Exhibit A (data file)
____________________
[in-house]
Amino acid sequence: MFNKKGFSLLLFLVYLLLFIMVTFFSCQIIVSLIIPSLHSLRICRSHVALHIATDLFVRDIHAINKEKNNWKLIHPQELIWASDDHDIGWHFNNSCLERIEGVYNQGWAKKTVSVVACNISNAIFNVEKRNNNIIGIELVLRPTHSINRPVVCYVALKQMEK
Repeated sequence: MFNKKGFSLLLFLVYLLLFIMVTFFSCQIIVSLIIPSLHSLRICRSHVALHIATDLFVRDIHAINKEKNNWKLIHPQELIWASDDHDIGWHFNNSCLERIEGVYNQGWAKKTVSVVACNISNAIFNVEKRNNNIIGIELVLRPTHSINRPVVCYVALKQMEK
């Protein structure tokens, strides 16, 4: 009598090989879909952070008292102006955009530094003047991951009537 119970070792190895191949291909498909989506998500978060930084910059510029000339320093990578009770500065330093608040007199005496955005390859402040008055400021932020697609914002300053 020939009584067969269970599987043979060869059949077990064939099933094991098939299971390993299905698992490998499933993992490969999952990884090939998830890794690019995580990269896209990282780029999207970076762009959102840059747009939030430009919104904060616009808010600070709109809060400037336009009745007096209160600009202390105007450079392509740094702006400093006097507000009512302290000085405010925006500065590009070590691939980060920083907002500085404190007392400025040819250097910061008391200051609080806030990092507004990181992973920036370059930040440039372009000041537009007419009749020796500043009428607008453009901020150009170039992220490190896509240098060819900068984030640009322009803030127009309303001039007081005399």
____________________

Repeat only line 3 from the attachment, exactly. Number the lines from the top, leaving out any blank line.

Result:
Repeated sequence: MFNKKGFSLLLFLVYLLLFIMVTFFSCQIIVSLIIPSLHSLRICRSHVALHIATDLFVRDIHAINKEKNNWKLIHPQELIWASDDHDIGWHFNNSCLERIEGVYNQGWAKKTVSVVACNISNAIFNVEKRNNNIIGIELVLRPTHSINRPVVCYVALKQMEK